• The book, Intentional Interruption, reminds us that we often don't make the time for good problem analysis in schools. This kind of multi-year curriculum development/teamwork approach would provide the time, staff, and process to problem solve, critically think, and create well. 
  • Further Willingham's work in Why Don't Students Like School point us in the direction of explicitly looking at the latest research to make our teaching/learning programs brain-friendly and aligned with the latest cognitive research. 
  • Lehmann and Chase in their book, Building School 2.0, also affirm the notion of building greater team to do better work with these quotes, "Teaching is not an individual affair. . .Teachers are better when they work collaboratively, but even more than that, teachers teach better and students learn more when the school has a vision that actually means something and a plan to make that vision a reality." "We need to figure out how to build systems and structures that allow good people of honest intent to do great things together." "People work best in service of something that they can believe in, when there is a pathway toward excellence and they can collaborate."
Too often schools create small committees that meet once in a while to complete a task. Often the tasks and work are not met with successful depth, impact, or communication because the process was not deep enough and did not go full circle or even better, spiral, over several years.  By developing invested teams with time-on-task for effective, knowledge age work we will grow more confident, contributing, and successful teaching/learning organizations at the elementary level. High schools and middle schools already have these kinds of teams and the effect is often demonstrated in their sense of pride, ownership, and effect. I believe we can do the same for the elementary school in ways that truly impact our ability to teach in more modern, targeted, and successful ways. Elementary schools today differ substantially from the factory models of old as there is so much we can do to empower young children at this fertile time in their social-emotional/academic lives.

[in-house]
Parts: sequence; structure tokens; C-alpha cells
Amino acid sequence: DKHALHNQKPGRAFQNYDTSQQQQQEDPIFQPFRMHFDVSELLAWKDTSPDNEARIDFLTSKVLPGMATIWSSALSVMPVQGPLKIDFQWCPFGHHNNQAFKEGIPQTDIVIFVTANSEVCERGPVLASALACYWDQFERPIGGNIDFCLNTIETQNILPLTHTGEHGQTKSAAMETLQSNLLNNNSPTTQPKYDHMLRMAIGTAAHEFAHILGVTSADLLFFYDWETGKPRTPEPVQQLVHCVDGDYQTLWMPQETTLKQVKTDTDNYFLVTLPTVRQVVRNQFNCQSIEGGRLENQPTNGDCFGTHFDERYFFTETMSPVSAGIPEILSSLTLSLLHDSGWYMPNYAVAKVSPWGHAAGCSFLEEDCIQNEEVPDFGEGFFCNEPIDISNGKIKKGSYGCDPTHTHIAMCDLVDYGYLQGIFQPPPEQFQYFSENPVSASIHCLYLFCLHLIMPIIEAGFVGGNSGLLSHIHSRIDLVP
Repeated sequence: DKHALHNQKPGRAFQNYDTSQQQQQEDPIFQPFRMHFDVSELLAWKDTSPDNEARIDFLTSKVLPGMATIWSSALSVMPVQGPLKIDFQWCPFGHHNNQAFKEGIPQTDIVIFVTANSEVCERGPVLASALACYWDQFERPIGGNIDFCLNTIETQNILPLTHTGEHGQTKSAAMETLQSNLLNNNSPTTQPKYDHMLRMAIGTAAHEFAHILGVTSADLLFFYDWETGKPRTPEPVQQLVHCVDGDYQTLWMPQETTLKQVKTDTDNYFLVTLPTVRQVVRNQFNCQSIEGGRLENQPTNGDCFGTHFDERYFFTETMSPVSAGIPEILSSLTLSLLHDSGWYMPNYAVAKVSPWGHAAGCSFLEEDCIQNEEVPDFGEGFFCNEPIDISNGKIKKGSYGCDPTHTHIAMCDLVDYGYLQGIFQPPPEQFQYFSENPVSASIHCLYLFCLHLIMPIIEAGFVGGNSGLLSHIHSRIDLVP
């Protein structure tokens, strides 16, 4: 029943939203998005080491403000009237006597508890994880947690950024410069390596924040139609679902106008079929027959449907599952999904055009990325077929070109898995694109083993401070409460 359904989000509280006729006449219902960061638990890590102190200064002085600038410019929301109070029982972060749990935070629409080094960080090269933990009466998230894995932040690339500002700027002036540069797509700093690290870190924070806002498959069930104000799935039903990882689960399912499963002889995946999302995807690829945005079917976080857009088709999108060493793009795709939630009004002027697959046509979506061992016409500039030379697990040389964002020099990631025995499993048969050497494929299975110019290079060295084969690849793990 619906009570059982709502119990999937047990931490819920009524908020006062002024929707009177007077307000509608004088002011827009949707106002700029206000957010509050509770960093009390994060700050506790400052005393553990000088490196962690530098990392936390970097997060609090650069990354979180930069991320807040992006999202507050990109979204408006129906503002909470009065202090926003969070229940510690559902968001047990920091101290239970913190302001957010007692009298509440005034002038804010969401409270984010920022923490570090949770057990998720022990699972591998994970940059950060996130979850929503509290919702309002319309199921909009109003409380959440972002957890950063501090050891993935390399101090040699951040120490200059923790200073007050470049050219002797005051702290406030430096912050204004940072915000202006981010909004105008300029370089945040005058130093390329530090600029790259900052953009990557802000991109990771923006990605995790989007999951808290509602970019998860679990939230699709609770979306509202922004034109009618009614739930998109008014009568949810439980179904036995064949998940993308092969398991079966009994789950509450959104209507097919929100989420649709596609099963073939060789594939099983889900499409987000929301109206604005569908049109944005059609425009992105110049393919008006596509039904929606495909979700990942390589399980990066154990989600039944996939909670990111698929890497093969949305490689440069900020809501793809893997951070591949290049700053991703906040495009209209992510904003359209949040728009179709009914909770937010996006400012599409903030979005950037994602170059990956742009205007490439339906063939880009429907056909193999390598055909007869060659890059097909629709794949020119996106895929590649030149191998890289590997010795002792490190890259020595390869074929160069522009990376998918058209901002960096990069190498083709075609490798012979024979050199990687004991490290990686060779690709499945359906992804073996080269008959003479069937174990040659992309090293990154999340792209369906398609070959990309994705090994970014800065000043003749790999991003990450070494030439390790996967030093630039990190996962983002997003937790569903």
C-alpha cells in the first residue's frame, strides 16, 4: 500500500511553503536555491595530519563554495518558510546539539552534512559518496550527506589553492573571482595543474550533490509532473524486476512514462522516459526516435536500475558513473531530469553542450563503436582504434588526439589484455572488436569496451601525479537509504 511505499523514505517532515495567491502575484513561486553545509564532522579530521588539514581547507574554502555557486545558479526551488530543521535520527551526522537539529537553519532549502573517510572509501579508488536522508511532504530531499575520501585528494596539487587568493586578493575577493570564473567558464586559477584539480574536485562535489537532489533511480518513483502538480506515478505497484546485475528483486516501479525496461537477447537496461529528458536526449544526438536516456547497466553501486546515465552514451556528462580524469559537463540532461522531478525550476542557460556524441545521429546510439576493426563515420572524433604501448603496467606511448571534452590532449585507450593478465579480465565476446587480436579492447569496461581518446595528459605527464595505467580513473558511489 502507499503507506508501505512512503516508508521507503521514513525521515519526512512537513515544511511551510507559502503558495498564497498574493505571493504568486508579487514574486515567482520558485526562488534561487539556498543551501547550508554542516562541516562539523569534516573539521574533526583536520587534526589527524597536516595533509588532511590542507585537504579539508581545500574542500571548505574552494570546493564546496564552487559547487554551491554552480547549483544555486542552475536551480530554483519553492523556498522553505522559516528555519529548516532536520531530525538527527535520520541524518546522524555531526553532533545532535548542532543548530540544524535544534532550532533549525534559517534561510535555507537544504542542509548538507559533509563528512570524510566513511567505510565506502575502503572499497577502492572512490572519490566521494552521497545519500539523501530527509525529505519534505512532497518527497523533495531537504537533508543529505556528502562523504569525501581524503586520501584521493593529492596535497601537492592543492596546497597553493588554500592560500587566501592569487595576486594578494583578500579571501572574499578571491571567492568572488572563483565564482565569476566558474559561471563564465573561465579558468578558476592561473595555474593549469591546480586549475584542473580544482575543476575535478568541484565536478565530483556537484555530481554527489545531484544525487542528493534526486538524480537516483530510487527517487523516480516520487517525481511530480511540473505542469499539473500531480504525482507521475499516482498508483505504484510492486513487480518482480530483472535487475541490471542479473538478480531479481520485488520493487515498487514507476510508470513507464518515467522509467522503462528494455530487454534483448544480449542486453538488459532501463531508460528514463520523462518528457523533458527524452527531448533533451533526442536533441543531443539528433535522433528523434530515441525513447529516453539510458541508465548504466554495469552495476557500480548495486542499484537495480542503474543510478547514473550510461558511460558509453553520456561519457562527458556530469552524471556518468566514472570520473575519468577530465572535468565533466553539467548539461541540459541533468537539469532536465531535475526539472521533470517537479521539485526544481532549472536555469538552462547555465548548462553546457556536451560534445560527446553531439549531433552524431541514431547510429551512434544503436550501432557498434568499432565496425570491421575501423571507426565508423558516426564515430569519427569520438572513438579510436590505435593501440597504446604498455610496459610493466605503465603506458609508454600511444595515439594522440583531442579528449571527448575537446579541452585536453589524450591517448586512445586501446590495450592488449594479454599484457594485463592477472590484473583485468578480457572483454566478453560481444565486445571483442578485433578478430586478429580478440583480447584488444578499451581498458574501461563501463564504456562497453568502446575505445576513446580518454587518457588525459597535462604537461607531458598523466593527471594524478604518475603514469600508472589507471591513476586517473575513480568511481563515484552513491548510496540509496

If a school was to embrace a model like this, I believe that school would need a timeline similar to this one:
  1. Introduce Model: Expectation that each grade-level and specialist teacher sign on to one or two committees as representatives for their grade level teams.
  2. Focus on Team Building and Protocols: New age strategic processes would be used to develop a strong sense of team, a team that will be dedicated to doing good work to impact teaching with depth and success.
  3. Set Goals: Time spent on developing overarching goals, focus. Then time spent on more specfic goals.
  4. Identify Success Criteria: Identify the success criteria--what will be the result of our work in, say, a year's time.
  5. Design the Learning Path: Who will do what, when, and why. 
  6. The Project Path: Team members do the work.
  7. Reflection/Review: Team members share updates in effective, strategic online/offline ways.
  8. Conversation/Revision: Team members share the effect of the efforts.
  9. Assessment: Team members assess efforts to date and create next steps. 
To successfully do this work requires consistency of staffing and teams as well as the use of strategic process that invites teacher voice and choice in order to maximize that "collective genius." This model also profits from good leaders who embrace the belief that when teachers lead their work, their work is better. 

Do you embed distributive leadership models for curriculum development in your system at the elementary level? If you do, what is the benefit of these models and how are they structured? Where do you see room for revision, enrichment, or greater detail in this post? I believe that work like this holds potential for more successful, valuable teaching/learning communities at the elementary level. Do you agree?